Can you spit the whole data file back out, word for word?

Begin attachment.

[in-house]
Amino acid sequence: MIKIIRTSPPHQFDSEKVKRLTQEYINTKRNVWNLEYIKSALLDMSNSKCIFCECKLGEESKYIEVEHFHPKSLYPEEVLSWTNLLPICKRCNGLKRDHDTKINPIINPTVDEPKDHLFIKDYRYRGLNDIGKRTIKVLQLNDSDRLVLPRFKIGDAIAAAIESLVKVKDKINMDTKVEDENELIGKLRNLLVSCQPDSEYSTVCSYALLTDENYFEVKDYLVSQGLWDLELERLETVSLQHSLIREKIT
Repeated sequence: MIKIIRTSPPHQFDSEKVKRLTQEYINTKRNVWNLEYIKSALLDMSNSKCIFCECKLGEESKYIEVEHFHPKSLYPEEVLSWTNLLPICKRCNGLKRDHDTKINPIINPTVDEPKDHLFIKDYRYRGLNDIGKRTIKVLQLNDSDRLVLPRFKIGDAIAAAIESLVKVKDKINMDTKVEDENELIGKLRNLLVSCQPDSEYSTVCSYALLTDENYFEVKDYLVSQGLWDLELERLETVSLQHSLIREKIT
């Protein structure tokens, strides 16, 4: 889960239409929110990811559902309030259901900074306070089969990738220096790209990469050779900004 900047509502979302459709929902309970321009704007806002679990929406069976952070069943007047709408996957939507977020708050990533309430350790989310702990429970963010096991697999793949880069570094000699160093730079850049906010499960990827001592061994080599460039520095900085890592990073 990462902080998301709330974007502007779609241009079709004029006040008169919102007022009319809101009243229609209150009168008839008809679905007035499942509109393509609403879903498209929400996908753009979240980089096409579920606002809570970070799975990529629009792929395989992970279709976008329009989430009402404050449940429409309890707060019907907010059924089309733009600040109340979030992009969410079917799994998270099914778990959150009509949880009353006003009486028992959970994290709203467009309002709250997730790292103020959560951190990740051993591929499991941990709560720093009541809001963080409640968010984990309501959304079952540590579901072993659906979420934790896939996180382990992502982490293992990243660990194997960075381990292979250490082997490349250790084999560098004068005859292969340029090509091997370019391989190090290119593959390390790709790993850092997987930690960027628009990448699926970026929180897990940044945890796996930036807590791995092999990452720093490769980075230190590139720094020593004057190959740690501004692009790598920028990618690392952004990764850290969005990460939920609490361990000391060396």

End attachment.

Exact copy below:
[in-house]
Amino acid sequence: MIKIIRTSPPHQFDSEKVKRLTQEYINTKRNVWNLEYIKSALLDMSNSKCIFCECKLGEESKYIEVEHFHPKSLYPEEVLSWTNLLPICKRCNGLKRDHDTKINPIINPTVDEPKDHLFIKDYRYRGLNDIGKRTIKVLQLNDSDRLVLPRFKIGDAIAAAIESLVKVKDKINMDTKVEDENELIGKLRNLLVSCQPDSEYSTVCSYALLTDENYFEVKDYLVSQGLWDLELERLETVSLQHSLIREKIT
Repeated sequence: MIKIIRTSPPHQFDSEKVKRLTQEYINTKRNVWNLEYIKSALLDMSNSKCIFCECKLGEESKYIEVEHFHPKSLYPEEVLSWTNLLPICKRCNGLKRDHDTKINPIINPTVDEPKDHLFIKDYRYRGLNDIGKRTIKVLQLNDSDRLVLPRFKIGDAIAAAIESLVKVKDKINMDTKVEDENELIGKLRNLLVSCQPDSEYSTVCSYALLTDENYFEVKDYLVSQGLWDLELERLETVSLQHSLIREKIT
């Protein structure tokens, strides 16, 4: 889960239409929110990811559902309030259901900074306070089969990738220096790209990469050779900004 900047509502979302459709929902309970321009704007806002679990929406069976952070069943007047709408996957939507977020708050990533309430350790989310702990429970963010096991697999793949880069570094000699160093730079850049906010499960990827001592061994080599460039520095900085890592990073 990462902080998301709330974007502007779609241009079709004029006040008169919102007022009319809101009243229609209150009168008839008809679905007035499942509109393509609403879903498209929400996908753009979240980089096409579920606002809570970070799975990529629009792929395989992970279709976008329009989430009402404050449940429409309890707060019907907010059924089309733009600040109340979030992009969410079917799994998270099914778990959150009509949880009353006003009486028992959970994290709203467009309002709250997730790292103020959560951190990740051993591929499991941990709560720093009541809001963080409640968010984990309501959304079952540590579901072993659906979420934790896939996180382990992502982490293992990243660990194997960075381990292979250490082997490349250790084999560098004068005859292969340029090509091997370019391989190090290119593959390390790709790993850092997987930690960027628009990448699926970026929180897990940044945890796996930036807590791995092999990452720093490769980075230190590139720094020593004057190959740690501004692009790598920028990618690392952004990764850290969005990460939920609490361990000391060396």